nachricht Novel mechanisms of action discovered for the skin cancer medication Imiquimod
21.10.2016 | Technische Universität München

nachricht Second research flight into zero gravity
21.10.2016 | Universität Zürich

All articles from Life Sciences >>>

The most recent press releases about innovation >>>

Die letzten 5 Focus-News des innovations-reports im Überblick:

Im Focus: New 3-D wiring technique brings scalable quantum computers closer to reality

Researchers from the Institute for Quantum Computing (IQC) at the University of Waterloo led the development of a new extensible wiring technique capable of controlling superconducting quantum bits, representing a significant step towards to the realization of a scalable quantum computer.

"The quantum socket is a wiring method that uses three-dimensional wires based on spring-loaded pins to address individual qubits," said Jeremy Béjanin, a PhD...

Im Focus: Scientists develop a semiconductor nanocomposite material that moves in response to light

In a paper in Scientific Reports, a research team at Worcester Polytechnic Institute describes a novel light-activated phenomenon that could become the basis for applications as diverse as microscopic robotic grippers and more efficient solar cells.

A research team at Worcester Polytechnic Institute (WPI) has developed a revolutionary, light-activated semiconductor nanocomposite material that can be used...

Im Focus: Diamonds aren't forever: Sandia, Harvard team create first quantum computer bridge

By forcefully embedding two silicon atoms in a diamond matrix, Sandia researchers have demonstrated for the first time on a single chip all the components needed to create a quantum bridge to link quantum computers together.

"People have already built small quantum computers," says Sandia researcher Ryan Camacho. "Maybe the first useful one won't be a single giant quantum computer...

Im Focus: New Products - Highlights of COMPAMED 2016

COMPAMED has become the leading international marketplace for suppliers of medical manufacturing. The trade fair, which takes place every November and is co-located to MEDICA in Dusseldorf, has been steadily growing over the past years and shows that medical technology remains a rapidly growing market.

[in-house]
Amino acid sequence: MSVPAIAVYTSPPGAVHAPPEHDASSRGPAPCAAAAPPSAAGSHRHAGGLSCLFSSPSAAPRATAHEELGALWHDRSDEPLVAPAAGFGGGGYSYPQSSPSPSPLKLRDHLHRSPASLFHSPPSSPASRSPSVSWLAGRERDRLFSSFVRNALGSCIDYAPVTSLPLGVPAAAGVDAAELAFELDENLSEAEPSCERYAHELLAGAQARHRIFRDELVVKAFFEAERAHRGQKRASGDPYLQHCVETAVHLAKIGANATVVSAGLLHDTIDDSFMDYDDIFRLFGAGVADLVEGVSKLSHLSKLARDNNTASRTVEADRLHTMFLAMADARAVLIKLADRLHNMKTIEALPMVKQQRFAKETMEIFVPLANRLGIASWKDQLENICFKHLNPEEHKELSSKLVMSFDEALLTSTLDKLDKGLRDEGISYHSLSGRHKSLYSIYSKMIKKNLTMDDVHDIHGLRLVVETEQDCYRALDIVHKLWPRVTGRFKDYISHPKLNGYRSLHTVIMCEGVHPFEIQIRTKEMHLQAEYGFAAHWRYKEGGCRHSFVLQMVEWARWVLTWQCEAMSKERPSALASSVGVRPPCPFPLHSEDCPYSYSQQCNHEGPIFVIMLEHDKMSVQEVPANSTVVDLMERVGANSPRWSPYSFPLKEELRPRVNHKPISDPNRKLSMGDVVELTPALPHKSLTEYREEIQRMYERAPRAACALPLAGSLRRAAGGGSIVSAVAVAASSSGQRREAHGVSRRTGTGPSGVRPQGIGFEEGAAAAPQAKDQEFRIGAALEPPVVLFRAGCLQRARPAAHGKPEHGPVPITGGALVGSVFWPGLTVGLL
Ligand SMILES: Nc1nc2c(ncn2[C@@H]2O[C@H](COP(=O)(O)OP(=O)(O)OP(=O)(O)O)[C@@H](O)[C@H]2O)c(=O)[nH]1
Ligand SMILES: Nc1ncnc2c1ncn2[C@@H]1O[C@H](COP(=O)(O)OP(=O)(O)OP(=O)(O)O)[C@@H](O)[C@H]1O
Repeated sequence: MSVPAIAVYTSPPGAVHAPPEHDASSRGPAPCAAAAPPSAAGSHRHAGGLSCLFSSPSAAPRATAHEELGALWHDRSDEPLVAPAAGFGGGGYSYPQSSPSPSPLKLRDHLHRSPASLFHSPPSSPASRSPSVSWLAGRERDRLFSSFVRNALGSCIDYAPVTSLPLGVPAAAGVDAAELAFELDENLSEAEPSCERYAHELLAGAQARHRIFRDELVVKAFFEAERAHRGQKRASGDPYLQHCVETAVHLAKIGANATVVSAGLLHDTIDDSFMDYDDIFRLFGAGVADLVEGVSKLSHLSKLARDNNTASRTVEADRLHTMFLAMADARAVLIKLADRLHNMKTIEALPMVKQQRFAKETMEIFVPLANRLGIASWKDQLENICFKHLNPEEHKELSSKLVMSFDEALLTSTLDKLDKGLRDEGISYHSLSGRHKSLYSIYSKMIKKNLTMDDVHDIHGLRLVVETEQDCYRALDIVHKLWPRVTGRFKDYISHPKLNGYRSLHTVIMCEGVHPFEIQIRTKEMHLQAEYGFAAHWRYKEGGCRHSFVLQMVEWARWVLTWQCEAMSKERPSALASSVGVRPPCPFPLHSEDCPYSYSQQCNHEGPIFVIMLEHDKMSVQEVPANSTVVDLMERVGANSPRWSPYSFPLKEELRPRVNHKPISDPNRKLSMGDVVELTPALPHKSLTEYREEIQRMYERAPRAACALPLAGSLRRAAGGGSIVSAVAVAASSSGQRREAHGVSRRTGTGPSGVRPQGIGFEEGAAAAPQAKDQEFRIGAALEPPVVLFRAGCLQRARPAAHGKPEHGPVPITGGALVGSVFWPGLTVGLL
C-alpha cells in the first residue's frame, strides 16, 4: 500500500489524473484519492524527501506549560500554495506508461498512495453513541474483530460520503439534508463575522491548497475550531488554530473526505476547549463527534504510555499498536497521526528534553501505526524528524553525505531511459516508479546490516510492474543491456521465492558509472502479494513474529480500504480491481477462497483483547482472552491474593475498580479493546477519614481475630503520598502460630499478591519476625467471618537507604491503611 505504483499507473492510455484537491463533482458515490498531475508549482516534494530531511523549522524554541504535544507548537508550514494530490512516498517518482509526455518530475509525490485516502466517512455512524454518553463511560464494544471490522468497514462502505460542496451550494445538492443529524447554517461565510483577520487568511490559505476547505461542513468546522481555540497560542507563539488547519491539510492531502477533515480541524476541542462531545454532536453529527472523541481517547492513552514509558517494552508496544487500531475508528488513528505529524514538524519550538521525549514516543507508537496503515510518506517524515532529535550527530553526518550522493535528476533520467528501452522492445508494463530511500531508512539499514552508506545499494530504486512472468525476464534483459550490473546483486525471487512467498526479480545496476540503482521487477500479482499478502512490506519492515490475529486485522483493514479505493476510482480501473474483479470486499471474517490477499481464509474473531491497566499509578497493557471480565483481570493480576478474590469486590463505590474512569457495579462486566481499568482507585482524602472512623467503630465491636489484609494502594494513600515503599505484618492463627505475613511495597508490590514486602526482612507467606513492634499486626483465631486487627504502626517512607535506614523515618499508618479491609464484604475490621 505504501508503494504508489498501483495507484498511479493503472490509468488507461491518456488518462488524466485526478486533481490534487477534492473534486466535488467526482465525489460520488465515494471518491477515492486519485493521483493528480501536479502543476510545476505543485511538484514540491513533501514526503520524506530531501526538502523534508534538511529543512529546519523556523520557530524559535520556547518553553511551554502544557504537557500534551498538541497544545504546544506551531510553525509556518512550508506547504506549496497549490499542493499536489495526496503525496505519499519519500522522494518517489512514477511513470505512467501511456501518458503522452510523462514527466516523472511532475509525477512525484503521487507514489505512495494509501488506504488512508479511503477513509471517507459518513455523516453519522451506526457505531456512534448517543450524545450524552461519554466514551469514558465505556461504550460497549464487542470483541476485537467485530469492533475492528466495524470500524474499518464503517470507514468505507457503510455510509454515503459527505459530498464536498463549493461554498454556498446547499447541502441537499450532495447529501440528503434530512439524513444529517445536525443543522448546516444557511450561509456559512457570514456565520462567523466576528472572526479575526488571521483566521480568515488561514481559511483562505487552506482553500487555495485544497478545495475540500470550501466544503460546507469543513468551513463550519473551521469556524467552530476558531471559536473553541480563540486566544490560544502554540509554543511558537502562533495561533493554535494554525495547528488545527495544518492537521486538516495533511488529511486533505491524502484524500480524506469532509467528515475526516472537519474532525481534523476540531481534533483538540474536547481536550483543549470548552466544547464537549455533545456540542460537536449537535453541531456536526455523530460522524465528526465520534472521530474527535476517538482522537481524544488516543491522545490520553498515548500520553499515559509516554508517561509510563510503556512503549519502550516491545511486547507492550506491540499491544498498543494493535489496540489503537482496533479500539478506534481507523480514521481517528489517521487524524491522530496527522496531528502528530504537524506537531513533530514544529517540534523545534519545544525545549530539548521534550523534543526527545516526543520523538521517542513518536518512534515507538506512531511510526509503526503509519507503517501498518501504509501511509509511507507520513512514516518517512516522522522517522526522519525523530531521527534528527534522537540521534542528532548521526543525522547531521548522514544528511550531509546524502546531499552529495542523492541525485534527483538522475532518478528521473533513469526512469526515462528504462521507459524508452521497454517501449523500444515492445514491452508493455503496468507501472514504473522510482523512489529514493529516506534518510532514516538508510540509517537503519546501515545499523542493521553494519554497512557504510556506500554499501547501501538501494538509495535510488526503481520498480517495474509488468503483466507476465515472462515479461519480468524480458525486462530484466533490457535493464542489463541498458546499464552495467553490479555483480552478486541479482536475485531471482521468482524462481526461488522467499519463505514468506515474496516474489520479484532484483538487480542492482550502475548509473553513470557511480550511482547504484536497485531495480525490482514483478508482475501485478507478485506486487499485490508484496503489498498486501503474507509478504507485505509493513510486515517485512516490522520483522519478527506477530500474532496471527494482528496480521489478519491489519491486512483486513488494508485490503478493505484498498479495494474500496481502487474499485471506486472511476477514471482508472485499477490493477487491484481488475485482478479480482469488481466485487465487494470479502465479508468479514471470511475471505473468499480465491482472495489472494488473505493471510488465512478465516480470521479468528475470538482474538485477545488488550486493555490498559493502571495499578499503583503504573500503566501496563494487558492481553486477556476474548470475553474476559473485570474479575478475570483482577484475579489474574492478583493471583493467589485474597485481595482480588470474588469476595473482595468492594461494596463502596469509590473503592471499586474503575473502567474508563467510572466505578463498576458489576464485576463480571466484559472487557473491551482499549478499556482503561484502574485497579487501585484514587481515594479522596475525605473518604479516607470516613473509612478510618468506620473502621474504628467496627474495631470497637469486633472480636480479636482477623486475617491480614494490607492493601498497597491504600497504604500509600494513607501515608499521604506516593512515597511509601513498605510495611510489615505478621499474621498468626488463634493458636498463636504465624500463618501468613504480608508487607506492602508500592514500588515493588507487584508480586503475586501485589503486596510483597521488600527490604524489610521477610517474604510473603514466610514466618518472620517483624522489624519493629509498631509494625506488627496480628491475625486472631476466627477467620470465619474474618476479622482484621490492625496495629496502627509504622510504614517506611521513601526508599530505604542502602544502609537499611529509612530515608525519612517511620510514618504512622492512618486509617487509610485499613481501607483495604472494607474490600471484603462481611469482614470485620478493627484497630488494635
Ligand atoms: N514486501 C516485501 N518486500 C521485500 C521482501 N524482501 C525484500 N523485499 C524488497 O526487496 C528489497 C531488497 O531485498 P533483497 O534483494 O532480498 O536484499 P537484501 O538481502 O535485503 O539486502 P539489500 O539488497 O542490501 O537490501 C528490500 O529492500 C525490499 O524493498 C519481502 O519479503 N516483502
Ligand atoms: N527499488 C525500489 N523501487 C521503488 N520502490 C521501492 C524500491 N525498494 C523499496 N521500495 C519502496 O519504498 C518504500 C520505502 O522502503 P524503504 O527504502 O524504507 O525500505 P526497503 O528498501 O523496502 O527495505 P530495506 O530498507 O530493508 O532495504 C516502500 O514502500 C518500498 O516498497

In 2016, the joint pavilion by the IVAM Microtechnology Network, the Product Market “High-tech for Medical Devices”, will be located in Hall 8a again and will...

Im Focus: Ultra-thin ferroelectric material for next-generation electronics

'Ferroelectric' materials can switch between different states of electrical polarization in response to an external electric field. This flexibility means they show promise for many applications, for example in electronic devices and computer memory. Current ferroelectric materials are highly valued for their thermal and chemical stability and rapid electro-mechanical responses, but creating a material that is scalable down to the tiny sizes needed for technologies like silicon-based semiconductors (Si-based CMOS) has proven challenging.

Now, Hiroshi Funakubo and co-workers at the Tokyo Institute of Technology, in collaboration with researchers across Japan, have conducted experiments to...

All Focus news of the innovation-report >>>



Event News

#IC2S2: When Social Science meets Computer Science - GESIS will host the IC2S2 conference 2017

14.10.2016 | Event News

Agricultural Trade Developments and Potentials in Central Asia and the South Caucasus

14.10.2016 | Event News

World Health Summit – Day Three: A Call to Action

12.10.2016 | Event News

Latest News

Resolving the mystery of preeclampsia

21.10.2016 | Health and Medicine

Stanford researchers create new special-purpose computer that may someday save us billions

21.10.2016 | Information Technology

From ancient fossils to future cars

21.10.2016 | Materials Sciences

More VideoLinks >>>